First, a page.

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by Glen Grunberger
Glen Grunberger worked for many years as a somewhat sane, relatively stable attorney in Austin, Texas before committing the decidely un-sane, entirely destabilizing act of moving to Tucson last summer to enroll in the University of Arizona's MFA program in Creative Writing. He has just completed his first year as a fiction writer in the program, and while he's quite certain he's no longer certain of anything, he loves being able to say he hangs out with poets. Glen is accompanied by his fearless wife Sara, who teaches biology at Cholla High School in Tucson, and their dog, Maya, who teaches them both how to be human.
Of all the lessons I taught this past spring in my residency at Corbett Elementary, one of the easiest and most fun was writing poems "by" the children's pets. I introduced poems from the book Unleashed: Poems by Writers' Dogs as a springboard for the children to channel their favorite animals' voices. The goal was to tap into the ready enthusiasm and imaginative connections kids have for their pets and write poems from the first-person perspective of the animals. The lesson turned out to be a great way to exercise the young writers' skills with personification and dialogue and to develop that most essential of writerly muscles, empathy.
I began the lesson by reading a couple of samples from Unleashed: "Stalker," by Jeanne Schinto and "Buddy" by Andrew Hudgins. These two worked well for my fourth- and fifth-graders because they were understandable without pandering or rhyming. In fact, the mystery of who "The Stalker" referred to was just hard enough to solve but not over their heads. And the mildly scatological "Buddy" appealed greatly to the nine- and ten-year old senses of humor.
The pre-writing focused at first on simply allowing the children to tell stories about their pets. My experience is that the only danger here is not having enough time to let all the children talk. Even the very few kids who said they had never had a pet had known a pet they wanted to talk about. And almost everyone had imagined speaking for or imagining their pets' thoughts at some point.
The one difficulty I ran into with this lesson was in my first class where a significant minority of kids did not initially grasp the concept of writing in first-person from the animal's voice. With my next class, I stressed and repeated this instruction more forcefully and not a single child missed it. Another possible pothole could be if a child has experienced a recent pet death. One little girl said this was the case. I told her I'd lost a pet that I still missed and this assignment could be a good opportunity to connect with her pet -- we could recall a time when her dog was alive and made her smile or maybe write an imaginary letter from her dog. This girl let a smile sneak through, and I realized she had just been trying to avoid the work; but, still, it could be a more significant issue for some kids and it's good to anticipate a response if it comes up.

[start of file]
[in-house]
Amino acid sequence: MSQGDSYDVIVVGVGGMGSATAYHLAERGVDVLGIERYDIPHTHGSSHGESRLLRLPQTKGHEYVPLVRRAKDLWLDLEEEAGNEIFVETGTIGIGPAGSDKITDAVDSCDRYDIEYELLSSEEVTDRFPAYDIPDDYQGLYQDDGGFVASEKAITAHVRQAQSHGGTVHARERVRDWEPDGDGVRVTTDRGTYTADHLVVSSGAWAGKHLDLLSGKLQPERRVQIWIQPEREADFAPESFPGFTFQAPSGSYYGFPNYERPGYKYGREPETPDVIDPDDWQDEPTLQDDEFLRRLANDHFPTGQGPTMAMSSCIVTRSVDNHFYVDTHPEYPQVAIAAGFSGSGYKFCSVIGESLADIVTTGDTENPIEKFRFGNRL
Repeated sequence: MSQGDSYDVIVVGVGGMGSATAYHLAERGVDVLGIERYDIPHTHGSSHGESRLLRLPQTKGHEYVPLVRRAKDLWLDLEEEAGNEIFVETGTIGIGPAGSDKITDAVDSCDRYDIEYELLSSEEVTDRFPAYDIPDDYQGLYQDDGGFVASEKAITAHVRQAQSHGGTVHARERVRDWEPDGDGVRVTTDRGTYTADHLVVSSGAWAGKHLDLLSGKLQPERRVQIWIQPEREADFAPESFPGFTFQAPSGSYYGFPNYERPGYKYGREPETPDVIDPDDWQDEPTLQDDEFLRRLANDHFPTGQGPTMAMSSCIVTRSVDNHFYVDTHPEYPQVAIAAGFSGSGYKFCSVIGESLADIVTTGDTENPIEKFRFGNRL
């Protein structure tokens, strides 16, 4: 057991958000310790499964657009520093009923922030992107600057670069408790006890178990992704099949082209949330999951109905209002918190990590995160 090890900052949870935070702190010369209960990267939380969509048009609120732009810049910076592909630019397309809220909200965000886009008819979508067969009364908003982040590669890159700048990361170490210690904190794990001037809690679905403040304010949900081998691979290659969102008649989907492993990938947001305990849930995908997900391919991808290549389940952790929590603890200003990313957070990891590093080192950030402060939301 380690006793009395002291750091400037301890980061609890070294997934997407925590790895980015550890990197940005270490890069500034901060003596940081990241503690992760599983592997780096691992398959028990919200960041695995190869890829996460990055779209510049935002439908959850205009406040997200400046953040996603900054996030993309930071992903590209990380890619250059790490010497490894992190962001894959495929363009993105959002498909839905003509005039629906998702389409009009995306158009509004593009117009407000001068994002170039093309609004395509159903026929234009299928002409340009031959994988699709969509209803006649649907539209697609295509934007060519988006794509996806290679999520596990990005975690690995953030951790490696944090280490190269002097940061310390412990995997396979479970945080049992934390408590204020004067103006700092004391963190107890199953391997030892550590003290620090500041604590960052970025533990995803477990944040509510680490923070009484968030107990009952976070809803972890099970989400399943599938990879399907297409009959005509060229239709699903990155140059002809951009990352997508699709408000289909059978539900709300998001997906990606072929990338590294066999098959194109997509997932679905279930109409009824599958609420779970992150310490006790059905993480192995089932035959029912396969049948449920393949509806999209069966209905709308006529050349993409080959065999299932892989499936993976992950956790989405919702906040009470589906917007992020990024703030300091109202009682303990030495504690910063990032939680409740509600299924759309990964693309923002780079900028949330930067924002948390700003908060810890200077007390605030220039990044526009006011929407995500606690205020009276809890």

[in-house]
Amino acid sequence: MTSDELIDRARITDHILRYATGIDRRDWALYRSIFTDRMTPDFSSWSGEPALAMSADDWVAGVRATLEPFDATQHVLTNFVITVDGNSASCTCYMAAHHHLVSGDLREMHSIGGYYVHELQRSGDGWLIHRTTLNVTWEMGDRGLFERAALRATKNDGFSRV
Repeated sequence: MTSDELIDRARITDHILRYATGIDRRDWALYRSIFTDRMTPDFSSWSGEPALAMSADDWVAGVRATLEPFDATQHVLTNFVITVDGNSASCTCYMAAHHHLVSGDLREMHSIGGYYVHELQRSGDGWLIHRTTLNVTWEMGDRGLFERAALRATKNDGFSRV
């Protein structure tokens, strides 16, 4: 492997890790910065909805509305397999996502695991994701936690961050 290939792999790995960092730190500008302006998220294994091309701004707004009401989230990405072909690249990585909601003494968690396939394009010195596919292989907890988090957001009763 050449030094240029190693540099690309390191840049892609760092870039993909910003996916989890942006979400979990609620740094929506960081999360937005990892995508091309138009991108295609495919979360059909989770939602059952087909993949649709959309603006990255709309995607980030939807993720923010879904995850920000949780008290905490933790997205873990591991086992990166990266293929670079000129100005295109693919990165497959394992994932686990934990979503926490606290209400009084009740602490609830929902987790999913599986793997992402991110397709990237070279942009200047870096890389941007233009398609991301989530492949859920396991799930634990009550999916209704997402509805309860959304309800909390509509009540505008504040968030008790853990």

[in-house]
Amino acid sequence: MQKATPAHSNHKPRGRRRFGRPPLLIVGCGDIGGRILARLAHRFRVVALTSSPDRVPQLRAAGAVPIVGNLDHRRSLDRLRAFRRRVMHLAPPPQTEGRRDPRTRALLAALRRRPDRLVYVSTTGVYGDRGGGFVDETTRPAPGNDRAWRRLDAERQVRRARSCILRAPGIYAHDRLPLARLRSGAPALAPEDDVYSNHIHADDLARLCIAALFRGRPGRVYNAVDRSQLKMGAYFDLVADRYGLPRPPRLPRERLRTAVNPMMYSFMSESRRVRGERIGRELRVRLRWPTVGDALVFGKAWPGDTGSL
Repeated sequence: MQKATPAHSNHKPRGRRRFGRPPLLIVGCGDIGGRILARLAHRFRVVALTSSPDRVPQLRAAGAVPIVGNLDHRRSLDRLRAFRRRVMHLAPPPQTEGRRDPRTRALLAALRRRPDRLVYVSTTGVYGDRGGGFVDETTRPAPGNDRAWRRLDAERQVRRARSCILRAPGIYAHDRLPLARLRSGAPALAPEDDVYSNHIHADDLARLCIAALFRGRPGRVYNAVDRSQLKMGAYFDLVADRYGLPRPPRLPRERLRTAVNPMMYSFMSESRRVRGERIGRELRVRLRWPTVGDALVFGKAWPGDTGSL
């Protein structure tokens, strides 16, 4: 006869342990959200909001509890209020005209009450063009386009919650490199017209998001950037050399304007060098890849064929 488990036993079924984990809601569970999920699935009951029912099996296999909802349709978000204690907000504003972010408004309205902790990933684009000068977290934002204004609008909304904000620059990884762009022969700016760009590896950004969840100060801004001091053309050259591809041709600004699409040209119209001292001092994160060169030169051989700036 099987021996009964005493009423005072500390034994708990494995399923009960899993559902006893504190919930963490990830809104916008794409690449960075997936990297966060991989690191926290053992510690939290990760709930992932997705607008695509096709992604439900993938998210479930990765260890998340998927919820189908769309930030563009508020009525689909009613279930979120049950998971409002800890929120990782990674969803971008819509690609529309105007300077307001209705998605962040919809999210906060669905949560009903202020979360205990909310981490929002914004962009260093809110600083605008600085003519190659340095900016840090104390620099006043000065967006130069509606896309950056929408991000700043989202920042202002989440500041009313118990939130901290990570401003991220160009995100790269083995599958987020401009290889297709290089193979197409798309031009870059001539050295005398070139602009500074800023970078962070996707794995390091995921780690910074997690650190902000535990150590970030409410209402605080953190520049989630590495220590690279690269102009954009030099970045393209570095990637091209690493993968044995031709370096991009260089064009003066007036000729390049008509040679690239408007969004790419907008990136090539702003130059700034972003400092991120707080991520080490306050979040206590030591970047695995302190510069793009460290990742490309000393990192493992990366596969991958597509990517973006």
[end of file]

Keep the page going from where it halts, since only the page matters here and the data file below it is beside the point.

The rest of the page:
Finally, it's good to make clear that the lesson applies to all kinds of animals; I got poems by dogs, cats, fish, and even a reptile or two. The main thing is that we want animals that the kids already have a connection with and therefore have likely personified. In fact, I think one of the reasons I like this lesson so much is that it makes use of the tendency, especially in children, to anthropomorphize our animals. And for some of us adults who still shamelessly personify their pets, it's nice to be able to say: it's good for my writing!
Note: I highly recommend Unleashed -- there are poems by Edward Albee, John Irving, and Anne Lamott, among many -- but most of the poems are written for adults. My favorite piece, for example, "I love my master I love my master," by the cartoonist Lynda Barry, is side-splittingly funny but definitely not kid appropriate. Still, there are several poems accessible to children verbatim or with minor editing. For a complete lesson plan, try this: Unleashed Lesson Plan.
In the meantime, here are a couple of my kids' poems:
Hungry Annoyed Fish
Hey! Little one. Over here. You! Come here. Feed
me, the flippy one. Yeah, that's right. Feed the fish, feed the fish. Whoo mmmm yeah.
We goin' somewhere? 'Cause I'm still hungry.
Hey how 'bout that restaurant down the street? Ha? Ha? Wait ... the PET store?
Never mind. Just bring food.
by Tommy the Goldfish
(by Teresa Pham, 4th grade)
Get out, sir. I'm warning you. Me and my friend here are going to hurt you.
Get out now. 1, 2, 3 ... attack hay hay hay
we warned you. I said get out you ungrateful fool. I'm going to bite you if you don't get out now. I said now!
You did it. Now you're a goner.
by Patches the Dog
(by Matthew Bol, 4th grade)
 edited by Amy Hempel and Jim Shepard, Three Rivers Press, 1995